Native Writes: Love and laughter replace hatred


The month of December brings with it some dilemmas.

I grew up wishing everyone a Merry Christmas. Alamosa didn’t have many different faiths.

Today, I am faced with holidays, social practices and persons who aren’t Christian.

“Happy Holidays” is a “one size fits all” greeting. If I know someone is a Christian, I say “Merry Christmas,” but if I know he or she isn’t, the other greeting works.

Explaining this recently, I was asked what had “broadened” me.

Umm, candy bars?

My faith is still the same as that of my childhood, but I have learned many persons are different than myself. A good person is a good person. A bad person isn’t necessarily evil and unredeemable, though someone else does the paperwork.

I still pray he or she will feel joy this time of year.

A church or synagogue is just a building but the believers are what fills it with love – or hatred, depending upon the spiritual leader.

The question was recently posed as to whether it’s acceptable to say “I love you” to friends and other persons I admire, same sex or different.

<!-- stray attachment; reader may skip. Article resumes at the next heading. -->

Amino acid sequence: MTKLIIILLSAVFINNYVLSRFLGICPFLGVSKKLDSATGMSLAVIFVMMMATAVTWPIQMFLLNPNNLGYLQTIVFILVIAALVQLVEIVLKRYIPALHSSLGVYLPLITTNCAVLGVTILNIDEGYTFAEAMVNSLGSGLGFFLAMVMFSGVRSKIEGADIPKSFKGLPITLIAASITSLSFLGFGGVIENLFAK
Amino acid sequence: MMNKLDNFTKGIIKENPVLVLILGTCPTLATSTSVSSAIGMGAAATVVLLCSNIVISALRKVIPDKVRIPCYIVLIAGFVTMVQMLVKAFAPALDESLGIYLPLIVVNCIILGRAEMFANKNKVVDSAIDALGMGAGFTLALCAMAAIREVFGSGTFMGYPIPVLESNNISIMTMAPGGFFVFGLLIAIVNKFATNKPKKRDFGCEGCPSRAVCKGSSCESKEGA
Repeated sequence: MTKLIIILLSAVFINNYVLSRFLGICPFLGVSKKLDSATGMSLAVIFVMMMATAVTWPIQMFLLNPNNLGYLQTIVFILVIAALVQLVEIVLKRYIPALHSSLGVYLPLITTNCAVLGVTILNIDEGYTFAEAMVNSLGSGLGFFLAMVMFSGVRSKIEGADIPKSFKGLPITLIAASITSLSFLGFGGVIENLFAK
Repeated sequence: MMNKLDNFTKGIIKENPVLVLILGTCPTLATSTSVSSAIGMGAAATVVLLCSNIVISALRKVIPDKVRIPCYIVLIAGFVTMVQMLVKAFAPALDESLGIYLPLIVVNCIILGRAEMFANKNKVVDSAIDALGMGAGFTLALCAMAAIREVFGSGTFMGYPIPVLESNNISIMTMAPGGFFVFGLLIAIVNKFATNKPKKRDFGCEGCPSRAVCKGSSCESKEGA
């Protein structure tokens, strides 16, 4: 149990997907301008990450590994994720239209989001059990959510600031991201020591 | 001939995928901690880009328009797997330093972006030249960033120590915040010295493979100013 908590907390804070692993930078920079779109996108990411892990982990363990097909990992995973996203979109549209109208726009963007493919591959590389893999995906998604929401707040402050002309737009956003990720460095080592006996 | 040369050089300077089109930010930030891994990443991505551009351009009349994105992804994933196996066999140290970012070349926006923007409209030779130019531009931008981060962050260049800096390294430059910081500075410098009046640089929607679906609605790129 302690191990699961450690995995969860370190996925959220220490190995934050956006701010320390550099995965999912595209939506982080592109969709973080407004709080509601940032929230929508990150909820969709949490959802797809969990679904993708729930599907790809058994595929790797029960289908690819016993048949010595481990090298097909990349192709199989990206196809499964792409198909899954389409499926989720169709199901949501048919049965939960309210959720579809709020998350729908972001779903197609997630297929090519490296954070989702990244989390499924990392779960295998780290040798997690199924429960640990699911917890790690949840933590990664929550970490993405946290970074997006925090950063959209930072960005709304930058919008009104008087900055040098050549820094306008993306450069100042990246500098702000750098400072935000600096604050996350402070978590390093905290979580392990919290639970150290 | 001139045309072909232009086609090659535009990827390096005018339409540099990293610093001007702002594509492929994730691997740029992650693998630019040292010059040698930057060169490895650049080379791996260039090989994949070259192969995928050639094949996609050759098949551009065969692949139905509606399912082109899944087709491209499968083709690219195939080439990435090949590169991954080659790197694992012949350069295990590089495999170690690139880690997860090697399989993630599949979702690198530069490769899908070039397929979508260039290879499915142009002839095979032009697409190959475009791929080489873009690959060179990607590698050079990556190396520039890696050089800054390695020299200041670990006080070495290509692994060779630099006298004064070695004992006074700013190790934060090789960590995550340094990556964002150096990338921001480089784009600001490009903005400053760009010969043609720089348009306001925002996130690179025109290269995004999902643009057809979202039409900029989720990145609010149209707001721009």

Sure. Why not?

Love has come to mean sexual activity and that’s wrong.

The usage has become part of common language. “Look at those dogs making love…”

Currently, the public climate is dripping with hatred, basically defined as intense disapproval or dislike. To say we must love others draws an eye roll or a grimace, often a loud verbal expression of disagreement. Love seems offensive to many.

Offended persons seek to tear down, change or eliminate. “Don’t shop there, don’t listen to that television commentator, don’t register with that party. Ban that song, burn that book, tear down that statue, hide that flag, forbid persons who dress differently from shopping in that business or eating at that table and don’t buy your new bathtub from that business because the owner donated money to someone we don’t like.” The list goes on and on, seeming to grow daily.

Still, it isn’t really hatred. Disapproval isn’t hatred unless carried to an extreme.

The late George H.W. Bush disliked broccoli so much he banned it from the White House, but he didn’t ban growing that green vegetable in the United States. His humanity was made clear during the lengthy coverage of his death and burial. He was perfectly imperfect and laughed about it.

I laugh at myself, as well. I’m the funniest thing that happened to me.

A hearty laugh each day feels better than taking offense. Let’s do it!

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